Friday, April 09, 2010

Low Stress Transport


(fm the BC thread "Fly the friendly skies")

My hypothesis is that the most stressful part of a flight is not when the plane is in the air. What causes stress? My suggestion is that frustration causes stress and you can only be frustrated when there is some alternative that you can perceive but not obtain. During actual flight you are essentially cut off from space and time which is not a stressful condition, unless carried to the extreme of long term solitary incarceration. In fact I suspect that access during flight to traveling maps does not relieve stress. Being in an indeterminate situation with no immediate expectation of change means that there is no possible frustration to feel. That reduces the stress level.

When the plane lands and people are waiting for it to pull into the gate the stress level goes way up. Why? The reason is that unlike during the preceding hours the passengers are now suffering from the knowledge that the gate is near but they can't get to it. At that point I think that constant information as to how long they have to wait and maybe video access to the line of waiting planes may help. The same applies to when the plane is waiting for take off.

But even more stressful than this is the wait people experience for checked luggage at the baggage claim carousel. You know that your property is behind that wall someplace. You have already managed to get off the plane and get to the claim area. In your mind your property is being plundered by strangers or shipped off to Cleveland. Many people refuse to check anything just to avoid the baggage claim area and get out of the airport a little faster. For security reasons we should want people carrying almost nothing into the plane cabin and checking everything below. All checked baggage is screened to ensure that a Lockerbie type bomb is not placed beneath the aircraft. Guns, knives and clubs are generally perfectly harmless and legal when in checked baggage.

What can be done to encourage people to check bags? Unfortunately the airlines are raising the fees on checked bags, which will have exactly the opposite effect of what we want. How many of us have seen the screaming passenger insisting that the bag the size of a Shetland pony can fit in the overhead and watched it getting stuffed in where it will first destroy your property and will then hold up the entire departure process for everyone while it is extracted in an aisle clogging display, at the worst possible time as described above, that only ends with the bag falling on someone's head? The first thing to do is shift the fee structure to charge for carry on bags. A sliding scale from $5 for a laptop or standard attache to $20 for the roll on or valpac™ should prove popular with the airlines and will be hated by the public but will improve the flying experience.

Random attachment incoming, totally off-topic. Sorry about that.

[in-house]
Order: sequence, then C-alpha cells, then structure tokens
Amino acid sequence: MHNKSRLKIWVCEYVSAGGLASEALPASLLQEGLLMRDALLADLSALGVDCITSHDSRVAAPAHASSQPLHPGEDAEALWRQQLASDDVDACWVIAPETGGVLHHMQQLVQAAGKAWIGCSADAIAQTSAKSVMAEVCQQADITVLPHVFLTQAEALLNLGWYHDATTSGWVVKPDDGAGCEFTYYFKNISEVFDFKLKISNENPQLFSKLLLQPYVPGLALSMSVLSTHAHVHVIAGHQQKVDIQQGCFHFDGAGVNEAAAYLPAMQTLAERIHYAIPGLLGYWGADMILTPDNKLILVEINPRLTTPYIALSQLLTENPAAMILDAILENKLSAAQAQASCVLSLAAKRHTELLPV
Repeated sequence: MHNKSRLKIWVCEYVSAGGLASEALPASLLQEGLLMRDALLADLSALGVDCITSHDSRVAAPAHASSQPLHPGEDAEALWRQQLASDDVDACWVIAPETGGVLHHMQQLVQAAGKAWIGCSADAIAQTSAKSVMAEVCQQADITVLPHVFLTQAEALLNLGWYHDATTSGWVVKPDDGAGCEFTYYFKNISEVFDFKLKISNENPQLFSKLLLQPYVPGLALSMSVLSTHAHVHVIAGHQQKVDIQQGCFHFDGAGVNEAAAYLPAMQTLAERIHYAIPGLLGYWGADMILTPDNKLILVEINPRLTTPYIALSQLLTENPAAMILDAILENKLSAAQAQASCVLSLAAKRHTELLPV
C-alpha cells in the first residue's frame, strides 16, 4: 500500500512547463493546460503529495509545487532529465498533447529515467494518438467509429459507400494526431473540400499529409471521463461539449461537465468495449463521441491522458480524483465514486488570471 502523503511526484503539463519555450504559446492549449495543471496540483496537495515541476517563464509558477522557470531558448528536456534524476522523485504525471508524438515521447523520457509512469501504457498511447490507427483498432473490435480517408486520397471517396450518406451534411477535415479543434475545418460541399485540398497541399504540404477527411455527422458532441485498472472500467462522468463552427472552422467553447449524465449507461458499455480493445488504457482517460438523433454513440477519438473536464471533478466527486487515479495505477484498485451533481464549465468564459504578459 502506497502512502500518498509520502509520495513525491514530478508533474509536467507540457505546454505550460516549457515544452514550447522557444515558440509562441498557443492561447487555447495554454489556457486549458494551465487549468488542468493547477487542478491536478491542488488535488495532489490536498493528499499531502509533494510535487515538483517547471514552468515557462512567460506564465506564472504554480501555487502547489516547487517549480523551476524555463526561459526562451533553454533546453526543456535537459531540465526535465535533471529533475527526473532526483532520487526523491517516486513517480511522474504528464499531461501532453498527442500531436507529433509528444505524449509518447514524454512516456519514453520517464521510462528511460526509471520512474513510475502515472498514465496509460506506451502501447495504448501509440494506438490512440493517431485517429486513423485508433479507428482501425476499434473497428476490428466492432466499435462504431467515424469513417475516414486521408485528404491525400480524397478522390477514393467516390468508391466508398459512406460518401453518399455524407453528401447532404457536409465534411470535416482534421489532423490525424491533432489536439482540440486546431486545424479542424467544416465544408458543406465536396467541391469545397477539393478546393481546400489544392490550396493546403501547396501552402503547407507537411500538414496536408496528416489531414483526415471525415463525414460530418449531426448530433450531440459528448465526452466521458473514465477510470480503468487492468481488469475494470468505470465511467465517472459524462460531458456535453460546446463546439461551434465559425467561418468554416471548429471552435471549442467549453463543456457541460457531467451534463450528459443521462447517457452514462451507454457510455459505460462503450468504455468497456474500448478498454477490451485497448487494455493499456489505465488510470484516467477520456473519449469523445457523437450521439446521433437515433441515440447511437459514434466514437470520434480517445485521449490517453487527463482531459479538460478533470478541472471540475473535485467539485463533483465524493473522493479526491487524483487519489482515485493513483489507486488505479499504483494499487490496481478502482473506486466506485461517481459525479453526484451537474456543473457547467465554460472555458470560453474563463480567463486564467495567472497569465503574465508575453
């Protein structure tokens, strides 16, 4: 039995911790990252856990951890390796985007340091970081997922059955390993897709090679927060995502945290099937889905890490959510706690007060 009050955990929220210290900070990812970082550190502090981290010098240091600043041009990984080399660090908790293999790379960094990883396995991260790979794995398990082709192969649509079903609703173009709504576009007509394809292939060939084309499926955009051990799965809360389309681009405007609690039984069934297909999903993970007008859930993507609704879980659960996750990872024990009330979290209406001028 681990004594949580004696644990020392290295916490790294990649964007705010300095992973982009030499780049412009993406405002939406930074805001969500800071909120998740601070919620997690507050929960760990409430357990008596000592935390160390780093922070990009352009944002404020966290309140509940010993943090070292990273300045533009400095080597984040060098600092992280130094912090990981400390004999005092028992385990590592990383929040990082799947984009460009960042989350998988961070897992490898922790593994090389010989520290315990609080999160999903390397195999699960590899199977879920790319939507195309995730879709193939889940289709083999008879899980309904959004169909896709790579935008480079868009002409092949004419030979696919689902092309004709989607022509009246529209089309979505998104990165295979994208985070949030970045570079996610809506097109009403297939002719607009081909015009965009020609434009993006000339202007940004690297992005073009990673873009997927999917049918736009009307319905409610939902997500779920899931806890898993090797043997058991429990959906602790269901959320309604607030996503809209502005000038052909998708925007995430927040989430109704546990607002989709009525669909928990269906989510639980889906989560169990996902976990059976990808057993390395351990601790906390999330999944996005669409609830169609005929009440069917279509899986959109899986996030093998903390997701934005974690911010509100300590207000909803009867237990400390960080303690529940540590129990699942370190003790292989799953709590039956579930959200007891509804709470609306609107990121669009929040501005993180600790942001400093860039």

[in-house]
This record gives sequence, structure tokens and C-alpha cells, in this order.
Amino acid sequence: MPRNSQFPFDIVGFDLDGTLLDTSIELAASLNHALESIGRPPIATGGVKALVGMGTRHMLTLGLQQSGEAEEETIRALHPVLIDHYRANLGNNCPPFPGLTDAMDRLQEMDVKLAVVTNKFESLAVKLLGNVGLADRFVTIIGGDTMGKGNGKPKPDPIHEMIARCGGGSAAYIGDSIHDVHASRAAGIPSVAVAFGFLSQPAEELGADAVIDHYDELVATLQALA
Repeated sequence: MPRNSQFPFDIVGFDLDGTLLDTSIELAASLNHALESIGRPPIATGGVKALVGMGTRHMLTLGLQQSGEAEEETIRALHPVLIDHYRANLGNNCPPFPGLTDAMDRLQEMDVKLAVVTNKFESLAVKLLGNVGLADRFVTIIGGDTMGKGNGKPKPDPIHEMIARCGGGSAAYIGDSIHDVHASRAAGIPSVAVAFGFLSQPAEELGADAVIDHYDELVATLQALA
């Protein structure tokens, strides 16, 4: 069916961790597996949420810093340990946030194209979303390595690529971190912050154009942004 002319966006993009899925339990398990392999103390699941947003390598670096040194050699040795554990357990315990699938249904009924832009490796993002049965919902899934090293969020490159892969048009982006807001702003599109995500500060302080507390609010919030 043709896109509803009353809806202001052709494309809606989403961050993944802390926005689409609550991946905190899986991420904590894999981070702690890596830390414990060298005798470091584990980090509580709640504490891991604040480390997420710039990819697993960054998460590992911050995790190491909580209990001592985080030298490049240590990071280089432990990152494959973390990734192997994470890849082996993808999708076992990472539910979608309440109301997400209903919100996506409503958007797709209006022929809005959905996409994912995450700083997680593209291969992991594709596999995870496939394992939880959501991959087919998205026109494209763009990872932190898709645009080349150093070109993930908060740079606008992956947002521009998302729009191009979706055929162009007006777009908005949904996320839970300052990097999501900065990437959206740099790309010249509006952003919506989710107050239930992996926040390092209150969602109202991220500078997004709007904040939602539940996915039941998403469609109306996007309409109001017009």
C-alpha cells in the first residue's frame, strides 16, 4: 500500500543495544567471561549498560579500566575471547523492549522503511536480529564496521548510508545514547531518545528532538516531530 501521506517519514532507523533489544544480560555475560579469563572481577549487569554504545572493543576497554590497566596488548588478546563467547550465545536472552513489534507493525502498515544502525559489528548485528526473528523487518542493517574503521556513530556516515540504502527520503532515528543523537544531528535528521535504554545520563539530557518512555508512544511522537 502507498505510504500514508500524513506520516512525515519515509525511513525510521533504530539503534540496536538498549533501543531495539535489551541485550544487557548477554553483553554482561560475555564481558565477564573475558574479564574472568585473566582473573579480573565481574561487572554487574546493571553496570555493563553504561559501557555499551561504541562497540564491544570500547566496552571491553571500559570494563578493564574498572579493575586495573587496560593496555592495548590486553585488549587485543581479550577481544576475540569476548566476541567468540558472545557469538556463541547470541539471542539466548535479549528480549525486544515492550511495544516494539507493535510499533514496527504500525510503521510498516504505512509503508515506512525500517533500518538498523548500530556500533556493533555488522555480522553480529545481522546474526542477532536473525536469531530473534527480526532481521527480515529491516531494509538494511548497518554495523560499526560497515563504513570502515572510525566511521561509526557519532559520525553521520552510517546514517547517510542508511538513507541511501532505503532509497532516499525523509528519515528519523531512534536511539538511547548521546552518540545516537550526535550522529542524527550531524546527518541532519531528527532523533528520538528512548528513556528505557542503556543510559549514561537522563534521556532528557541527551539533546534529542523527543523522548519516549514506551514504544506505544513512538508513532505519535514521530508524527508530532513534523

Even more beneficial for reducing stress and also likely to yield some security benefits would be a program to relieve the anxiety that people feel waiting for their bags at the carousel. My suggestion is to place closed circuit cameras all around the airport, especially in the baggage handling areas, with video displays in public areas, especially by the baggage claim. Obviously in some areas, such as where bags are opened for security inspection, no image should be taken and made available to the public because the privacy of people's possessions could be compromised. The imaging of unopened bags with no identification of the passenger, that could only happen by closely examining the tags unless someone choose to make their property especially distinctive, would not raise any privacy issues that I can see. Just knowing that they can look up and verify that bags are indeed being handled behind that wall will reduce stress and make people more patient and cooperative with airline personnel. In addition the knowledge that there are cameras and that not only the official security staff but hundreds of random people are able to glance up and observe their work should cut down staff pilferage.

One other thought came to me while riding the subway. People are paying to occupy a volume of space. Perhaps their ticket price should reflect the amount of space they actually occupy. This applies more to the subway, where one or two large people can occupy the space that the architects designed to accommodate five.

Charlie Martin,
(the PJM tech editor/webmaster)
Welcome, it's a tough crowd. You need your own blog, seriously. Every site like this has a tech board feedback blog.

Karen Yvonne,
(who noted Truman's defense of a free opposition)
Thank you. I think that most presidents since JFK have regretted the loss of personal freedom. Truman carried his own bags. Obama seems like a guy who wanted the job for the Imperial isolation and trappings.

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